London museum turns 3Dprinted Liberator gun into a work of art

Home to some of the world's rarest pieces of art, London's Victoria & Albert (V&A) museum has just added a modern, yet controversial piece to its collection: the world's first 3D-printed weapon. The museum has managed to get its hands on the two prototype Liberator pistols which were successfully fired by their creator Cody Wilson back in May, offering London's culture lovers the chance to view the original $25 do-it-yourself plastic firearm in all its glory. The gun has come under fire for supposedly aiding terrorist threats, leading the State Department to demand Defense Distributed take down online copies of the Liberator's schematics. The V&A could have simply printed their own models, downloading the blueprints like 100,000 other people, but Wilson claims the originals add a sense of authenticity. One of the models is so authentic, it'll go on show with half of its right side blown off, because, y'know, guns.

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The Design Fund to Benefit the V&A Announces New Contemporary Acquisitions

The Design Fund to Benefit the V&A has this year enabled the Museum to acquire five contemporary design projects ranging from a series of vessels made of natural polymers to a 3D printed gun. They will all go on display at the V&A for the first time during London Design Festival (14-22 September).

Martin Roth, Director of the V&A, said: "The generosity of supporters of the Design Fund ensures that the V&A is able to acquire for our permanent collections some of the best and most exciting design projects of our time. This year's acquisitions reflect an interesting combination of new technologies working with traditional crafts."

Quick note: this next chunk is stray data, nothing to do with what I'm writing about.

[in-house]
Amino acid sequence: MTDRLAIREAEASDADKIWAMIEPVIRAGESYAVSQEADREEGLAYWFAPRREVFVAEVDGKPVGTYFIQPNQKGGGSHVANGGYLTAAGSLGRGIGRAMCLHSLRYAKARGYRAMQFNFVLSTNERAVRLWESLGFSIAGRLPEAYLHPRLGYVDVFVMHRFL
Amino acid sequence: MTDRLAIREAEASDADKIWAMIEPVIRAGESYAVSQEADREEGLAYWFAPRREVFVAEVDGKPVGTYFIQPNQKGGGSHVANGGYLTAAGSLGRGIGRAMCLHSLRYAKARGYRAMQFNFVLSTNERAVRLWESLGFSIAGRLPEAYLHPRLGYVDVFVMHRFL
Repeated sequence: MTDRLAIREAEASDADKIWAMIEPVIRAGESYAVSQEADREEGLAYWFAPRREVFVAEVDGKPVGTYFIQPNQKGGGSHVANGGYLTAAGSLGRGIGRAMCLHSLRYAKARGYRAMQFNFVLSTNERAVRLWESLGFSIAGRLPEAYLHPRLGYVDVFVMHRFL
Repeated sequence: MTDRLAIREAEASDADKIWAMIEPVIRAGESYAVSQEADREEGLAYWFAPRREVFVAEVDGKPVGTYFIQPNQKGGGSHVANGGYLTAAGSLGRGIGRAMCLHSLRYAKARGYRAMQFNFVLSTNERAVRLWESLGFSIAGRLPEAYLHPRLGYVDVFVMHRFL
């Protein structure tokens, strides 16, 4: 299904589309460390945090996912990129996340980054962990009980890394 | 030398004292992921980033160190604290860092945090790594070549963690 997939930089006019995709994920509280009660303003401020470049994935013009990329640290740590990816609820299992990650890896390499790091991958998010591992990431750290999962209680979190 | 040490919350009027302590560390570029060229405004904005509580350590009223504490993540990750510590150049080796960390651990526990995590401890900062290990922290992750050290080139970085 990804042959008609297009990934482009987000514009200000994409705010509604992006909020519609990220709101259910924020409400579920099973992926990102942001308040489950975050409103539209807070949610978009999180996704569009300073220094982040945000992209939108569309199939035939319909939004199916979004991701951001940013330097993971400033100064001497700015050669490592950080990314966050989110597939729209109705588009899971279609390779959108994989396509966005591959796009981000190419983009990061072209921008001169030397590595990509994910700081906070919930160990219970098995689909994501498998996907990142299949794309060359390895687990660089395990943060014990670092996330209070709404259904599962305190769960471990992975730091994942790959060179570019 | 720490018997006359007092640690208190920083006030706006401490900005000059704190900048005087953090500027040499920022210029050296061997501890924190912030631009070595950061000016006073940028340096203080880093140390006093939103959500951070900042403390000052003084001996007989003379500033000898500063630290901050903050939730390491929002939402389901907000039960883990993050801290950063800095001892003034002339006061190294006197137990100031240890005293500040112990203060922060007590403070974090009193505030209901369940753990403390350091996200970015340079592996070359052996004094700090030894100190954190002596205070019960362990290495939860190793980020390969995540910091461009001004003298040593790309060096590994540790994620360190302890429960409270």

Yana Peel, Founder of the Design Fund to Benefit the V&A, said: "We are thrilled that in its third year, the Design Fund to Benefit the V&A has continued to enable the acquisition of such meaningful works for the Museum. With 17 exceptional contemporary design projects now acquired through the collective generosity of the Fund's donors, a legacy is being built to represent the leading trends in design and society of today."

The Design Fund was set up in March 2011 by arts patron Yana Peel, to bring together design enthusiasts with a shared passion for contemporary design and an interest in supporting the V&A's aim to enrich people's lives by promoting knowledge, understanding and enjoyment of the designed world. Over the last two years supporters of the Fund have enabled the V&A to buy a number of pieces by such international designers as Fredrikson Stallard, Joris Laarman and nendo. Some of the pieces are now on permanent display in the V&A's new Dr. Susan Weber Gallery for Furniture, while others will go into future exhibitions.

These new acquisitions significantly enhance the V&A's holding of contemporary design, a collection which reflects what is new, influential, innovative or experimental, and what is representative of current trends in design and society. The collection spans all aspects of design and art including fashion, furniture, craft objects, product and graphic design, digital media, architecture, photography, prints and drawings.

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London museum turns 3D-printed Liberator guns into works of art